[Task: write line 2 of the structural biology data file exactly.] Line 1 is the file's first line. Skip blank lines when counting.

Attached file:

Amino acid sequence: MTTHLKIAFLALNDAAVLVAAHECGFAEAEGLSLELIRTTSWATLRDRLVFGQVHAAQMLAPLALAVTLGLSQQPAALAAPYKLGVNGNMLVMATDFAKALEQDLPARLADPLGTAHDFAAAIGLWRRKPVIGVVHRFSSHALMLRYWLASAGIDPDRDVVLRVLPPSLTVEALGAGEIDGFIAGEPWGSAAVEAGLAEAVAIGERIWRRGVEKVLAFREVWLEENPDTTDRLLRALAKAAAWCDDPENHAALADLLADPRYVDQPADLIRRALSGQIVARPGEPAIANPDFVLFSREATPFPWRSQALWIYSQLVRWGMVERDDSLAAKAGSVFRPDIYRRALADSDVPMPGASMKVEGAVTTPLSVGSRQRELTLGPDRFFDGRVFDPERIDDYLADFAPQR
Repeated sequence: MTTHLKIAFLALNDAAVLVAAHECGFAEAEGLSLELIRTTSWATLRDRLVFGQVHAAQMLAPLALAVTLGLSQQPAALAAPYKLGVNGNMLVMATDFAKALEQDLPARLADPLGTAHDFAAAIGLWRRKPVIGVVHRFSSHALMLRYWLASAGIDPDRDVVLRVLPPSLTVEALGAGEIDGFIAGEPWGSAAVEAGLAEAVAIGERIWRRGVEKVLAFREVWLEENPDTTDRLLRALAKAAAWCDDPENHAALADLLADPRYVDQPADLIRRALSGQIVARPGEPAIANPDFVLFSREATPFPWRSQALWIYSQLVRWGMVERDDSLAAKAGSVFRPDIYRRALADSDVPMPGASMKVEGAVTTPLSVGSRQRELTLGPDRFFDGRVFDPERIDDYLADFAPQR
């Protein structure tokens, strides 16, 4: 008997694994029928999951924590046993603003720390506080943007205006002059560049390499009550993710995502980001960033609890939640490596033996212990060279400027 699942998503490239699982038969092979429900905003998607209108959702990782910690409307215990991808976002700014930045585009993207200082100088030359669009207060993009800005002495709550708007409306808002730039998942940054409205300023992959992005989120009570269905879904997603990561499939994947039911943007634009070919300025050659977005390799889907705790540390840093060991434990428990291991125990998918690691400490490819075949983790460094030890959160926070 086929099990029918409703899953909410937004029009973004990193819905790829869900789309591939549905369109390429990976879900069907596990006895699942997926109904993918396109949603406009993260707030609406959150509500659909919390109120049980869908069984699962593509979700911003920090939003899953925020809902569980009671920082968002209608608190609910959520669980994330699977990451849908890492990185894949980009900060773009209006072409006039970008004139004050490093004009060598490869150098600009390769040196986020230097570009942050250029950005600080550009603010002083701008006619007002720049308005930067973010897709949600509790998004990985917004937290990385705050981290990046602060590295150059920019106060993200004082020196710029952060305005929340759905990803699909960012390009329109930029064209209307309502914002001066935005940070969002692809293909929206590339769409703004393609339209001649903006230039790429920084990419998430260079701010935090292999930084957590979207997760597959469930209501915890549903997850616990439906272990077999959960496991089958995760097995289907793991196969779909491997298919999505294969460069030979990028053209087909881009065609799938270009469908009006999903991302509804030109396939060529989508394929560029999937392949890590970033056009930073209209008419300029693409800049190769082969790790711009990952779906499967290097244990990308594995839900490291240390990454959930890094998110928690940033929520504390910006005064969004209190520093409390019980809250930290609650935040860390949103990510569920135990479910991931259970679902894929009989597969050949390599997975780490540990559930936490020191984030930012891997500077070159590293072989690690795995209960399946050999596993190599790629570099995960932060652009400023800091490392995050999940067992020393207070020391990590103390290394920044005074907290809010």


Repeated sequence: MTTHLKIAFLALNDAAVLVAAHECGFAEAEGLSLELIRTTSWATLRDRLVFGQVHAAQMLAPLALAVTLGLSQQPAALAAPYKLGVNGNMLVMATDFAKALEQDLPARLADPLGTAHDFAAAIGLWRRKPVIGVVHRFSSHALMLRYWLASAGIDPDRDVVLRVLPPSLTVEALGAGEIDGFIAGEPWGSAAVEAGLAEAVAIGERIWRRGVEKVLAFREVWLEENPDTTDRLLRALAKAAAWCDDPENHAALADLLADPRYVDQPADLIRRALSGQIVARPGEPAIANPDFVLFSREATPFPWRSQALWIYSQLVRWGMVERDDSLAAKAGSVFRPDIYRRALADSDVPMPGASMKVEGAVTTPLSVGSRQRELTLGPDRFFDGRVFDPERIDDYLADFAPQR